These provinces must strictly abide by the new restriction rules from 6 am today onward. They are;

-A ban on classes and activities in schools and other educational compounds with some few exceptions and permissions considered by authorities in charge of the situation.

-A ban on gatherings or activities that draw crowds such as meetings, seminars, or banquets with some few exceptions or permissions considered by authorities in charge of the situation.

-A ban on entertainment venues such as pubs, bars, or karaoke.

-Controls of services and opening times for some premises and activities such as restaurants, convenient stores, supermarkets, community malls, department stores, shopping centers, convention centers, and exhibition halls. No alcohols are on sale at the premises and take-away would be an option if deemed necessary.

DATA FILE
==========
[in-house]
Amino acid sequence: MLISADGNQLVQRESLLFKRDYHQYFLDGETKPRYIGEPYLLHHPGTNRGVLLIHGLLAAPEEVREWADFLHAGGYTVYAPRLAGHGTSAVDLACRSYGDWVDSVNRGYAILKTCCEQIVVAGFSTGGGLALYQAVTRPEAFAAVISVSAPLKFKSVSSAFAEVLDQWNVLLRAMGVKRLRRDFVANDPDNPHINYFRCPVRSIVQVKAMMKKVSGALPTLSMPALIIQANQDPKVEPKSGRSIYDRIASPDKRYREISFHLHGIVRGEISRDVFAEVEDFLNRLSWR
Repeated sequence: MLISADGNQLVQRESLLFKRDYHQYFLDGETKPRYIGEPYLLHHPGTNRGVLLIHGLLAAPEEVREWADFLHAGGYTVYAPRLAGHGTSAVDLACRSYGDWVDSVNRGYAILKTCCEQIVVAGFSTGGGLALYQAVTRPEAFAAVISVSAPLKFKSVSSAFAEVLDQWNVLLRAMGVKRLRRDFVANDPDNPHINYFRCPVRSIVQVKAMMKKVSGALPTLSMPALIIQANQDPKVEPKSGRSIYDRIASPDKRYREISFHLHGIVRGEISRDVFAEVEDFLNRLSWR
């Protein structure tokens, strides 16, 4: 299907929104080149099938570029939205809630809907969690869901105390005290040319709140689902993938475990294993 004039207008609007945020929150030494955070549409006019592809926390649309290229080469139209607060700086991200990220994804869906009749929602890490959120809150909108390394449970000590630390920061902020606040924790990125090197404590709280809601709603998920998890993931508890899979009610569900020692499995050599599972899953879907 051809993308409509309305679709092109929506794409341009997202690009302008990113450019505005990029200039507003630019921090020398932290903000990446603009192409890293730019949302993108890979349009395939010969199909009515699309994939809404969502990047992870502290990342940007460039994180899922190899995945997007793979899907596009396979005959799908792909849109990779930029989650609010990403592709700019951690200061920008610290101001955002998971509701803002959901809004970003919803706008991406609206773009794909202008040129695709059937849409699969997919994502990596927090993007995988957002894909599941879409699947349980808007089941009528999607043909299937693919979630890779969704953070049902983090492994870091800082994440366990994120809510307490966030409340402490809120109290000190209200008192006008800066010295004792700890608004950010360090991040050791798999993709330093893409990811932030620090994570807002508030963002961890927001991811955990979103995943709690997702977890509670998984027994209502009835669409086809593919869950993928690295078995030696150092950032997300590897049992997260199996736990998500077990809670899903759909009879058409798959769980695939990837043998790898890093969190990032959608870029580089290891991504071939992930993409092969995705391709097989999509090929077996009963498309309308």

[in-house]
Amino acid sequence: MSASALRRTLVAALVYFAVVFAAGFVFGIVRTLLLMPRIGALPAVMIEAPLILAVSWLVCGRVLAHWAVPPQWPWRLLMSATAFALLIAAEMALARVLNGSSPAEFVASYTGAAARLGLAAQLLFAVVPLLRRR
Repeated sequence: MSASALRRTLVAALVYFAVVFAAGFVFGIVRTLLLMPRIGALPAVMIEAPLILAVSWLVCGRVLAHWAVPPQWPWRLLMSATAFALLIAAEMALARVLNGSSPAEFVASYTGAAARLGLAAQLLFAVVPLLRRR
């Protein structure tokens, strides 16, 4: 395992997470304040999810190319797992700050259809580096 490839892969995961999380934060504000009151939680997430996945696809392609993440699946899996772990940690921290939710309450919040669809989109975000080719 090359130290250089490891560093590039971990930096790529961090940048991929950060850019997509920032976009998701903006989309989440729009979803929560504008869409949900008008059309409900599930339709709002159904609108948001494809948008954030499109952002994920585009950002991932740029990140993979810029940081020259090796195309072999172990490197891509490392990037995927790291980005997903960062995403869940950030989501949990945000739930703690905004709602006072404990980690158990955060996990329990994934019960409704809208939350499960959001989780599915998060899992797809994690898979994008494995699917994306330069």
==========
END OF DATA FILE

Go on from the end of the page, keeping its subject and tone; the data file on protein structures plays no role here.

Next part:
-Further closures of places or activities deemed posing risks following consideration by authorities in charge of the situation.

-Tight screening of inter-provincial travels. People are asked to delay or suspend their travels if not necessary.

-Private firms are asked to initiate work from home for their employees.

-Further measures would be subject to review before tabling for the PM’s consideration.

The “bigger” fight

Dr. Taweesin Visunuyothin, Spokesperson of the Center for COVID-19 Situation Administration said during the press briefing today that the measures were tabled before the CCSA’s sub-panels including that from the Pubic Health Ministry, and they were adjusted from the previous version with more flexible rules, especially for daily activities such as dining in restaurants.